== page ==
One year ago, I was comparing the plagues of the Passover story to the plague of Covid-19. But this year, I don’t want to focus on the plagues. Instead, I want to focus on how I can make this seder night different. Mah nishtana halaila hazeh? How I can make this seder night different from all other nights. How I can make this upcoming year different from all other years.
Certainly, different from last year.
So, I’m planting parsley. Today. Not such a radical decision but I often breeze through the dipping of greens on seder night without much thought or care. It is not usually the step that causes me to pause.
But this year, it’s different. In my story, the story I’ll tell at the Passover Seder, there has been much crying. Crying over an immense and unimaginable loss of life. The lives of beautiful souls in our congregation, community and world-wide. Crying over disappointments, loneliness and deep despair. And crying. Crying over engagements, weddings, births, bnai mitzvah. Joyous tears in the of choosing of celebration.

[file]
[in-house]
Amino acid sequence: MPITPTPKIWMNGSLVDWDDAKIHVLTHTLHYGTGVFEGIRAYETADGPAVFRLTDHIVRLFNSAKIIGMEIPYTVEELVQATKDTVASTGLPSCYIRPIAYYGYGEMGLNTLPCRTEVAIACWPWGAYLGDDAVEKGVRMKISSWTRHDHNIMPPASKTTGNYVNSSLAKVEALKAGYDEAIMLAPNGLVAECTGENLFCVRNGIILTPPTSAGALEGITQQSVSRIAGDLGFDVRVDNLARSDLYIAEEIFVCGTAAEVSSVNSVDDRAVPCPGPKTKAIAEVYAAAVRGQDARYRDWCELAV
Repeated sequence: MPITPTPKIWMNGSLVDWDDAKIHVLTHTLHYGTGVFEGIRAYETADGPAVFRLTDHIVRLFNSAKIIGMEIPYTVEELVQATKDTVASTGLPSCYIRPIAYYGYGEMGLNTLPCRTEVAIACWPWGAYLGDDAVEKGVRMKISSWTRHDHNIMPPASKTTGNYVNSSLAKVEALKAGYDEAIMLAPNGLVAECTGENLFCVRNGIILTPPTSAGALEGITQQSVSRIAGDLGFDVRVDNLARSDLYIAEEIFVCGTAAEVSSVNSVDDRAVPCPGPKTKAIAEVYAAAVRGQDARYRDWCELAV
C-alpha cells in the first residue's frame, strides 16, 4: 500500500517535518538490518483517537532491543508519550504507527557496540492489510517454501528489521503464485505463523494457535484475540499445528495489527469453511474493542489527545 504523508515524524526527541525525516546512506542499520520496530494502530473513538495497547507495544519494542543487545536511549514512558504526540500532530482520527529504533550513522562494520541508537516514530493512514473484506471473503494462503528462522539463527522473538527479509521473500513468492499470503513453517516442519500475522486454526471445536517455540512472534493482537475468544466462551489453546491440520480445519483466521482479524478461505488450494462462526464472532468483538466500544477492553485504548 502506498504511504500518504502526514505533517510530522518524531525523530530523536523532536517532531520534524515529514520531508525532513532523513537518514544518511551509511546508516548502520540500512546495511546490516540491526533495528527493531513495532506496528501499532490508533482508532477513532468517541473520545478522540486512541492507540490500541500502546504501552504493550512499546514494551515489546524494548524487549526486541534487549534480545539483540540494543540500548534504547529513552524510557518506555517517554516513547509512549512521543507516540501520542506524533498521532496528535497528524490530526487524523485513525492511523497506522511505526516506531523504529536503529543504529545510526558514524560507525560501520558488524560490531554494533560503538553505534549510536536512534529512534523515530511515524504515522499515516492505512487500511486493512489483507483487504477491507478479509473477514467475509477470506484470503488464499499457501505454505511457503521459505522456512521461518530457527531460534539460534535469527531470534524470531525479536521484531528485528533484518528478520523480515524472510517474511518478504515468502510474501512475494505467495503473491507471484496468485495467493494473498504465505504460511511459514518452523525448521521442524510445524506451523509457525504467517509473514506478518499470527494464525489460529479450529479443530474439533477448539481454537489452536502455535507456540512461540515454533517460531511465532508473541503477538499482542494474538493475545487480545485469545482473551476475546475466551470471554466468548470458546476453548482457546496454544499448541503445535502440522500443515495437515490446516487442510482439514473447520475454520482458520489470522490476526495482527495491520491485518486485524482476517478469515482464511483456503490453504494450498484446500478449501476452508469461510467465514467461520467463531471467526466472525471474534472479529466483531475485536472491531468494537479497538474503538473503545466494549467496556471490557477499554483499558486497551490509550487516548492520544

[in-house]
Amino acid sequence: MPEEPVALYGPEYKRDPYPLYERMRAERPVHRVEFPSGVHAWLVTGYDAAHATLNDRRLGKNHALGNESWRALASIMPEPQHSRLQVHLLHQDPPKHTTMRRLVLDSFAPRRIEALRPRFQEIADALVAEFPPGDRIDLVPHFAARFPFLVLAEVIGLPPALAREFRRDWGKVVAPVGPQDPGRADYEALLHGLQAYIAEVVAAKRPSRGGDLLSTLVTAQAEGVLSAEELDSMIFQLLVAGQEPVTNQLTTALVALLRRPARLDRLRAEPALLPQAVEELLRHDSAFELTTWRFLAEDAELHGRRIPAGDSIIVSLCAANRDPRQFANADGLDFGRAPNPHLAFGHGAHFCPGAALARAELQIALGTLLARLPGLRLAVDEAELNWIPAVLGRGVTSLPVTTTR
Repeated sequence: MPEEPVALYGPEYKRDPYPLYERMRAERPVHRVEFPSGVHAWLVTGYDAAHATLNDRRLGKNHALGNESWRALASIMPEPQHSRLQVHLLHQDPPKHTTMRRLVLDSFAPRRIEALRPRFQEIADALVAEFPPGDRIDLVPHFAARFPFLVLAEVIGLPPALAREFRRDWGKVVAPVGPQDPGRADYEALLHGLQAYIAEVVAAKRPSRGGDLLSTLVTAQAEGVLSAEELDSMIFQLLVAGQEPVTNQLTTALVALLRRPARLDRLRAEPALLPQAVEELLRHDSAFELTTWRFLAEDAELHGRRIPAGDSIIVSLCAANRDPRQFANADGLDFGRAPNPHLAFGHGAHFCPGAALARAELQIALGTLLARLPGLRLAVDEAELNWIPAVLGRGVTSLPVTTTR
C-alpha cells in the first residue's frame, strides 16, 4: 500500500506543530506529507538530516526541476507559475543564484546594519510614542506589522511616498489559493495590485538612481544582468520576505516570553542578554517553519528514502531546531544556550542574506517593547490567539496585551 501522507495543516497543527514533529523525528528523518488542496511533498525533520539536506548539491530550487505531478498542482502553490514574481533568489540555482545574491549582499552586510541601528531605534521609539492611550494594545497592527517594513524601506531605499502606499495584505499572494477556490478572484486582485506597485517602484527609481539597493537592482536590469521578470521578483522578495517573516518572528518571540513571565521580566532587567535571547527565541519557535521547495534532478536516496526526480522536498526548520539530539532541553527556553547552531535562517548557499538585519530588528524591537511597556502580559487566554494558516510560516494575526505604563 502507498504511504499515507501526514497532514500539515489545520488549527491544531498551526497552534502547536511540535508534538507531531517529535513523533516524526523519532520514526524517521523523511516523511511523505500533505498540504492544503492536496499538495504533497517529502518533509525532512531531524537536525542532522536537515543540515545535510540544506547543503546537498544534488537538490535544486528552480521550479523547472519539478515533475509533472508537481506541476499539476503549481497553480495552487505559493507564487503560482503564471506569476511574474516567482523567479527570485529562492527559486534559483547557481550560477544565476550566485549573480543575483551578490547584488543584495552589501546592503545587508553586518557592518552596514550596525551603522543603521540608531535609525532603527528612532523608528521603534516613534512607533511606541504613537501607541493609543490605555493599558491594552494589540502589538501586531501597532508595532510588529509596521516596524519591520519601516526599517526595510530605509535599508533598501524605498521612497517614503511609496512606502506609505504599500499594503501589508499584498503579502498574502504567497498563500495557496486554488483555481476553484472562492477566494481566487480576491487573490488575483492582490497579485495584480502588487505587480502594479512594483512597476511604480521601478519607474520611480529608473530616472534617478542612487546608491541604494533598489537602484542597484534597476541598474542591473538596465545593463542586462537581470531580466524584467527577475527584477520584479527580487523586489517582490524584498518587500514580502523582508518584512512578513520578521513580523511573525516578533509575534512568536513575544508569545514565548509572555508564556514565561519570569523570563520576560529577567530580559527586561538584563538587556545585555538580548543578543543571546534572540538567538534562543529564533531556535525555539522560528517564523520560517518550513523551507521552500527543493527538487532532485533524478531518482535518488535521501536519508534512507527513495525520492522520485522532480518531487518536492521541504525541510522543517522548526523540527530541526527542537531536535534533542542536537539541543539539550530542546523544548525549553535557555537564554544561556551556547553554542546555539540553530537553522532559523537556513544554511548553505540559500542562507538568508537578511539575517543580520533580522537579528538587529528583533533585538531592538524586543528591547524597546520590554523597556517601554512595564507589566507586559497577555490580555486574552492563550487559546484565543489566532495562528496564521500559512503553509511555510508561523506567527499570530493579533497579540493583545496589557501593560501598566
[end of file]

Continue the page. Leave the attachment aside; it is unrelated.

So I’m planting parsley. Parsley that I hope will grow in time to use for the seder. And in dipping the parsley, I’ll be reminded of the blending of tears. Tears over what has been lost and tears over what will be grown. Tears representing mourning. Tears representing rebirth.
At our seders, we teeter on the precipice of freedom. Looking backwards at faces streaked with rivers of pain. Looking forward to a spring filled with possibility, meaning and spiritual connection.
Say a little prayer that my parsley seeds will grow. I pray for my own renewal…and I also, pray for yours.
In partnership with The Jewish Journal, you can also find Rabbi Guzik’s blog post HERE.